|Publication number||US5273044 A|
|Application number||US 07/684,393|
|Publication date||Dec 28, 1993|
|Filing date||Apr 12, 1991|
|Priority date||Mar 2, 1990|
|Publication number||07684393, 684393, US 5273044 A, US 5273044A, US-A-5273044, US5273044 A, US5273044A|
|Inventors||Allen M. Flusberg, Ruth Shefer, Robert Klinkowstein, Mordechai Rokni|
|Original Assignee||Science Research Laboratory, Inc.|
|Export Citation||BiBTeX, EndNote, RefMan|
|Patent Citations (5), Referenced by (2), Classifications (7), Legal Events (7)|
|External Links: USPTO, USPTO Assignment, Espacenet|
This application is a continuation in part of application Ser. No. 07/488,300, filed Mar. 2, 1990, now U.S. Pat. No. 5,135,704.
This invention relates to medical diagnosis and treatment and more particularly to a method and apparatus for non-invasive, and generally in vivo, measurements of the quantity of a selected chemical or other element which is present in a patient's body or in a selected portion thereof.
Patients can have increases or decreases in the percentage of certain chemicals or other elements, either throughout the body or in certain organs or other body parts, as a direct or indirect result of certain diseases. For example, osteoporosis, a widespread condition afflicting 15 to 20 million individuals in the United States alone, results from loss of mineral content of bone. As the bone loses mass and structural strength, the patient becomes susceptible to fractures. The principal mineral lost when osteoporosis occurs is calcium. Therefore, detection of calcium loss in bone should serve as a reliable indicator of osteoporosis.
However, current techniques for in vivo measurement generally measure bone mineral density rather than the fraction of body calcium in all or a portion of a patient's body. These technique include radiography of portions of the spinal column which, while readily available, is a crude measure, a loss of approximately 30% being necessary for osteoporosis to become evident by this technique. Other more sensitive techniques include radiogrammetry, photodensitometry, whole and partial body neutron activation, single and dual photon absorptometry, single and dual energy computed tomography and Compton scattering. Such measurements are made on part of the spine, the whole spine, the wrist, the hand or the heel, according to the technique used. While these techniques for measuring bone mineral density can be useful in the detection of, for example, osteoporosis, they also have a number of drawbacks.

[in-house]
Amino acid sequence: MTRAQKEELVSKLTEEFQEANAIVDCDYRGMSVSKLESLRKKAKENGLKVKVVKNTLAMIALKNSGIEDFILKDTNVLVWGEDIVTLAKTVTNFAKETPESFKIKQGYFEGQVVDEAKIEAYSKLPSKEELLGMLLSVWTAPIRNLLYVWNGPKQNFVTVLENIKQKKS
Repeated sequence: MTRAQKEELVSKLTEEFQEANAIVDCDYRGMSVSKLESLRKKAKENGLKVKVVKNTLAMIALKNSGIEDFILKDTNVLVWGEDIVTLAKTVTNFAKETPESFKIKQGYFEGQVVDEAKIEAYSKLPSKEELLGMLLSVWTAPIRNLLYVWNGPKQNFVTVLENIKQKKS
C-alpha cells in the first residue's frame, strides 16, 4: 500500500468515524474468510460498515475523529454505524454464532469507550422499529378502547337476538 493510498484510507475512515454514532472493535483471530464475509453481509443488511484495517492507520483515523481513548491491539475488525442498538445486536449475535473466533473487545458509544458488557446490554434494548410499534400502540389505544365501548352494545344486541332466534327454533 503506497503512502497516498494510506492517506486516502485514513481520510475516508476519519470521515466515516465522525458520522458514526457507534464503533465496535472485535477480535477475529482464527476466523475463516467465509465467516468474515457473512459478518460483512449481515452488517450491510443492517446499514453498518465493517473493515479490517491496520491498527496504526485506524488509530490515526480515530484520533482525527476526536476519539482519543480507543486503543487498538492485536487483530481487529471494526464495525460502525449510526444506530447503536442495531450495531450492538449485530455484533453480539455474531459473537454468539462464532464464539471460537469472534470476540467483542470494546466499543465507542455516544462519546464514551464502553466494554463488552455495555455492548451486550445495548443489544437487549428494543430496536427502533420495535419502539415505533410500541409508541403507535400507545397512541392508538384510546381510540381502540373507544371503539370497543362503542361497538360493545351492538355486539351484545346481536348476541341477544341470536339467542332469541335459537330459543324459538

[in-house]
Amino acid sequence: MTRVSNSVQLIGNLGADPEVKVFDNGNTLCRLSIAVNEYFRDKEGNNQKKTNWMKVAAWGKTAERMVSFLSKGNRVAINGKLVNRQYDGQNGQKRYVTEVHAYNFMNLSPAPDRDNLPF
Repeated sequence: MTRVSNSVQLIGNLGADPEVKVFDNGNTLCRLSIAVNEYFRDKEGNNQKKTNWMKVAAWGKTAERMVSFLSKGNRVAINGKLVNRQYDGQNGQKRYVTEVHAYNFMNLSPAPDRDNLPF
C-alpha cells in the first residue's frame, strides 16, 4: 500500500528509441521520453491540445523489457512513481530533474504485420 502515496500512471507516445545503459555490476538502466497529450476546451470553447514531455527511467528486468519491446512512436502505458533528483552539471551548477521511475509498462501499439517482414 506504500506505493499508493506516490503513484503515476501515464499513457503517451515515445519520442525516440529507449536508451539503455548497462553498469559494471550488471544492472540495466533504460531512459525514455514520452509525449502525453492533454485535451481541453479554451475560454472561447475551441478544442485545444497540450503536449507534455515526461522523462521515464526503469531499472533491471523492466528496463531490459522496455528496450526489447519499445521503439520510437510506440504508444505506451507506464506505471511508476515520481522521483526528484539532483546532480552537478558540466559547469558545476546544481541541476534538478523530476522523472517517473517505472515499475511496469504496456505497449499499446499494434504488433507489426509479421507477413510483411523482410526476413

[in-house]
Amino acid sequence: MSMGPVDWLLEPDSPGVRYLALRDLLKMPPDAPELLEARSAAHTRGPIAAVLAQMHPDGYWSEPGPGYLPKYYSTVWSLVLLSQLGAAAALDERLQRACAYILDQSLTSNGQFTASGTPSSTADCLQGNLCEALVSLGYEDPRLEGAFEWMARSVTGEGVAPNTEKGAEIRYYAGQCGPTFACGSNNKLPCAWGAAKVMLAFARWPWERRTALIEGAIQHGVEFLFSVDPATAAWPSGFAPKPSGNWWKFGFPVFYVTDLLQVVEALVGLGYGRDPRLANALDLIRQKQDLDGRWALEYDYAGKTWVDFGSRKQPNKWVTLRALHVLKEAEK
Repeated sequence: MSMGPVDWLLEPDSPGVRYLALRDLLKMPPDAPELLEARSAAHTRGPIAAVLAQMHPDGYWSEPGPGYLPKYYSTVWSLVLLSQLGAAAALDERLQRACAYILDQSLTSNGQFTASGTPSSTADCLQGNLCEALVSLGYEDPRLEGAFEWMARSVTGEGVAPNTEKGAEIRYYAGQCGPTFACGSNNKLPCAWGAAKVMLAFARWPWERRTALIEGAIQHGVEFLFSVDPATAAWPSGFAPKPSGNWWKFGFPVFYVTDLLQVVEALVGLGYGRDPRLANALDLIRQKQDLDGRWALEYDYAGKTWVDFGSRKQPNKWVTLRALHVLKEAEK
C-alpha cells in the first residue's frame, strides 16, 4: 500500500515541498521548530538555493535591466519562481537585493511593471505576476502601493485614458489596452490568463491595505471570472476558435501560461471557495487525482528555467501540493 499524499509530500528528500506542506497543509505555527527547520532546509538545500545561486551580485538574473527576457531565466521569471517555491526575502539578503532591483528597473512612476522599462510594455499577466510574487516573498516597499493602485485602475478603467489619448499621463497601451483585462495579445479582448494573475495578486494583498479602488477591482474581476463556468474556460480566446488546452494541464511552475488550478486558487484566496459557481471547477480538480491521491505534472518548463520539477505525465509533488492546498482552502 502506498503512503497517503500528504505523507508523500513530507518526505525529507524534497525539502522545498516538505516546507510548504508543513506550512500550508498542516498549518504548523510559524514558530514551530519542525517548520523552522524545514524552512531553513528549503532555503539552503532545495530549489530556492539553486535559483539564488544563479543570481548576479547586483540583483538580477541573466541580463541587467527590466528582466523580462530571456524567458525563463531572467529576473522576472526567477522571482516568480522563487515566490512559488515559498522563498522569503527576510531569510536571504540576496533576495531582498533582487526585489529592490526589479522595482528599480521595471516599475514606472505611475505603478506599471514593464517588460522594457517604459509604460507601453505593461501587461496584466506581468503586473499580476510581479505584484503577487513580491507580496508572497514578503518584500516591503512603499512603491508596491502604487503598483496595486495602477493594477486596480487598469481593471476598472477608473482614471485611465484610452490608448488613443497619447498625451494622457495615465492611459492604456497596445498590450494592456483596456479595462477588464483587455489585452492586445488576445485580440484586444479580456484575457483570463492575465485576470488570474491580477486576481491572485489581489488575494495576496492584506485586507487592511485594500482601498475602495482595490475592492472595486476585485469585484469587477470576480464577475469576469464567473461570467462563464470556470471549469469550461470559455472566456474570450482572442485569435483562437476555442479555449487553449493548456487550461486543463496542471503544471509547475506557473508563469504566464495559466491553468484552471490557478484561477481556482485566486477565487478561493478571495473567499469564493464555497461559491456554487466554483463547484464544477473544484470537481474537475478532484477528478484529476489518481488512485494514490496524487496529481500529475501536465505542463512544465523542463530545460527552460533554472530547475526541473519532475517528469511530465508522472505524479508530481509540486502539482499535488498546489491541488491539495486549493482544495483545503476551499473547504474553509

One potential problem is that most of these techniques depend on the fact that bone absorbs certain radiations at a different rate than other portions of the body. However, for the current techniques, there are other portions of the body which absorb certain radiation at a rate which is not radically different from that of bone, resulting in potential errors in readings. For example, the percentage loss indicated by such techniques may be less than the actual percentage loss in bone density because the readings are picking up parts of the body, in addition to just bone.
A second potential problem is that the x ray or other radiation doses for all of the techniques are relatively high. For this reason, these techniques are generally performed on only a small portion of the body, an assumption being made that bone loss is uniform throughout the body. There is some controversy in the medical profession as to whether this is a valid assumption for all patients.
The relatively high doses also prevent the techniques from being used for early screening of patients, the techniques generally being used only for patients in high risk groups or where other indications exist that osteoporosis might be present.